Gather corn when it is a proper age for table use. Grate the corn into a clean large pot, into which drop the cobs as you grate them until the pot is about half full, rub the cobs and squeeze them dry as possible, and put them into another vessel of clean water, rub and squeeze them again the third rinsing will take all the starch out. Let it settle, pour all the starch together and strain it through a cheese cloth, and then through flannel. Let it settle until morning, You will find a thick yellow substance under the water, covering the pure white article in the bottom of pot, remove the yellow substance and pour clean water on the starch and stir it up, as soon as it settles thoroughly again, pour off the water and put the starch on dishes, and set it in the sun to dry. When ready to use it, moisten it with cold water and pour boiling water on, untill it is the right consistency for use. It requires no boiling.
Red Clover Blossom Syrup

1 qt. Red Clover blossoms rinsed and drained well. Don’t let them soak they will wilt.
1 qt. rain water
4 C. sugar
1 Tbl. Berry juicy, any berry in season you have on hand. Strawberries in June, Raspberries in July.

Put blossoms and water in a large opening pot. Simmer gently for 15-20 minutes, a bit longer on humid day. Remove from heat, cover, and let sit overnight. The next morning, strain in cheesecloth and press liquid out of spent flowers.  Add sugar and berry juice and heat slowly, stirring now and again, for several hours or until reduced to a thick, honey-like syrup. Can in 1 pint jar.

This portion makes a little more than 1 pint– triple this, and make when they are in season to have enough for the year.


Wild Violet Jelly

2 heaping cups of fresh violet petals Use fully open flowers Use whole flower green collar attached.
2 C. boiling clear rain water
1/4 C. strained, clear lemon juice
4 C. sugar
3 oz. (Certo)

Wash petals, drain and place in glass bowl. Pour boiling water over petals, cover and let sit overnight. Strain through cheesecloth and press out all liquid.

Add lemon juice and sugar to liquid in a wide top stainless steel pan. Bring to rolling boil that cannot be stirred down. Add the liquid pectin and boil two minutes, skim foam that rises to the surface.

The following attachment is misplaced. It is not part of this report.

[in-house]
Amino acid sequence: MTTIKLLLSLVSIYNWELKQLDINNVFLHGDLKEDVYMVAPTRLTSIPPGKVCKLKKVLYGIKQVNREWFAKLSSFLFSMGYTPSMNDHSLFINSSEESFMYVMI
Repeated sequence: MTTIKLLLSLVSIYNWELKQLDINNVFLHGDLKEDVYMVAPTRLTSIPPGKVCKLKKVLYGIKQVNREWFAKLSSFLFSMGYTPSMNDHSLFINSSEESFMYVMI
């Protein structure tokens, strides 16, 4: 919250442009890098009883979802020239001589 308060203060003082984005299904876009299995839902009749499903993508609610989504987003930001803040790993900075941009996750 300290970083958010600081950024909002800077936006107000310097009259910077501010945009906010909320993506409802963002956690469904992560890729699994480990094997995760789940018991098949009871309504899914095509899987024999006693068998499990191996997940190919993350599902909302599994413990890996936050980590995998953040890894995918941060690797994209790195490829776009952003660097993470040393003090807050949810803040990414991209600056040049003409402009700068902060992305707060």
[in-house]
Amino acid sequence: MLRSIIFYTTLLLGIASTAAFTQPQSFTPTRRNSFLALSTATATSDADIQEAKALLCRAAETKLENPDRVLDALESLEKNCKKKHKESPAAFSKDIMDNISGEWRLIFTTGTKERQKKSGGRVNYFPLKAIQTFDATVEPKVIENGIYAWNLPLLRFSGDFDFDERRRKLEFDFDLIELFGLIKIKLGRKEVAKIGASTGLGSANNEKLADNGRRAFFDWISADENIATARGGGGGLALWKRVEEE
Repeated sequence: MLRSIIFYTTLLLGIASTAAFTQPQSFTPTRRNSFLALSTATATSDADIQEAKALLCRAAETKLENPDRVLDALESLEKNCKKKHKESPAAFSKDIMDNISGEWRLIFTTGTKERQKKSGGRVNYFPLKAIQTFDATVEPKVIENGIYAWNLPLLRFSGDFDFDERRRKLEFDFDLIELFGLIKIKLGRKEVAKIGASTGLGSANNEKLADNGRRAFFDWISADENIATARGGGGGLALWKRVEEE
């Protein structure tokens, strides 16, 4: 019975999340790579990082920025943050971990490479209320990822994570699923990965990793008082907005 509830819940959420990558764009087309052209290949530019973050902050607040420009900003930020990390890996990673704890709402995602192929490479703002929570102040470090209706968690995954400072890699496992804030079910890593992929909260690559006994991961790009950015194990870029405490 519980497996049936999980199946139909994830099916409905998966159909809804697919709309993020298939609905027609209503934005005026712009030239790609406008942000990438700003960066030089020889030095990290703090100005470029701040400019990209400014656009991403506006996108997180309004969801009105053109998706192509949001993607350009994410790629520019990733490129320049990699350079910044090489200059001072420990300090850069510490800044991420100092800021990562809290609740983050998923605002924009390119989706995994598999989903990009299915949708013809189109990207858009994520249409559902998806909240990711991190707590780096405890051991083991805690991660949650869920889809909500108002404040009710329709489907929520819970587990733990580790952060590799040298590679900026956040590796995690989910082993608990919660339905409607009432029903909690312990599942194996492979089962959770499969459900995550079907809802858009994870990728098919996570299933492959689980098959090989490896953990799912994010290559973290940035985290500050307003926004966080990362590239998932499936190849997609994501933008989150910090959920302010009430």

Ladle quickly into hot sterile jars 1/8’ from the top. Seal jar and turn upside down on clean towel to cool and seal.

Store in cool, dark cupboard.

This recipe also is good for rose, lavender, bee balm and garden mints. Pick purple not white violets when lawn is dry.
I’ll post more another day. This should give you a bit to think about…
I know there is one for processing dandelion roots to make coffee some where…





Check this out! IT SAYS SPRING! A Spring Trifle

Posted on March 30, 2009, in For Fun, Gardening, Herbs, Home Cooking Recipes and tagged , , , . Bookmark the permalink. 6 Comments.

  1. Oh, thank you so much, Karyn! So many great recipes here! Sounds like my theory on making sugar syrup and combining with the vanilla would work…..I’d rather stay away from corn syrup. And I only read about the vanilla paste. It is supposed to be richer and mix in better with things like ice cream.

    We don’t have lilacs here. I grew up in an old farmhouse in NYS and we had a HUGE lilac bush! I love the smell! We would pick armloads each spring.

    And I just mentioned to my daughter about the violet jelly. We’ve got lots of blooms right now! Not sure if I’ll have a chance this year though….we’ll see!

    Thank you again for all these great ideas!!!

  2. Hi Kristin,
    You are very welcome for the recipes. I agree with you about the corn syrup. I was thininking an organic sugar syrup, or stevia?.

    Hope you have time to try the violet jelly. I can remember eating it on crackers years ago. I think your daughter will enjoy making it. It’s like a science experiment, when you add the lemon juice. I won’t give it away, but let her give it a try.

    If I come up with time to infuse any lilacs this year I will let you know, I will share of course 🙂 Can you beleive last year I was so busy I didn’t pick a single lilac and these are my favorite! That is sad.


  3. Using rainwater sounds like a novel idea. Is there a practical reason for it? Is it necessary for the recipe to turn out properly?

  1. Pingback: Wild Violet Jelly « Lizzy Lane Farm

  2. Pingback: Dandelion Jelly « Lizzy Lane Farm

  3. Pingback: Lilac cuisine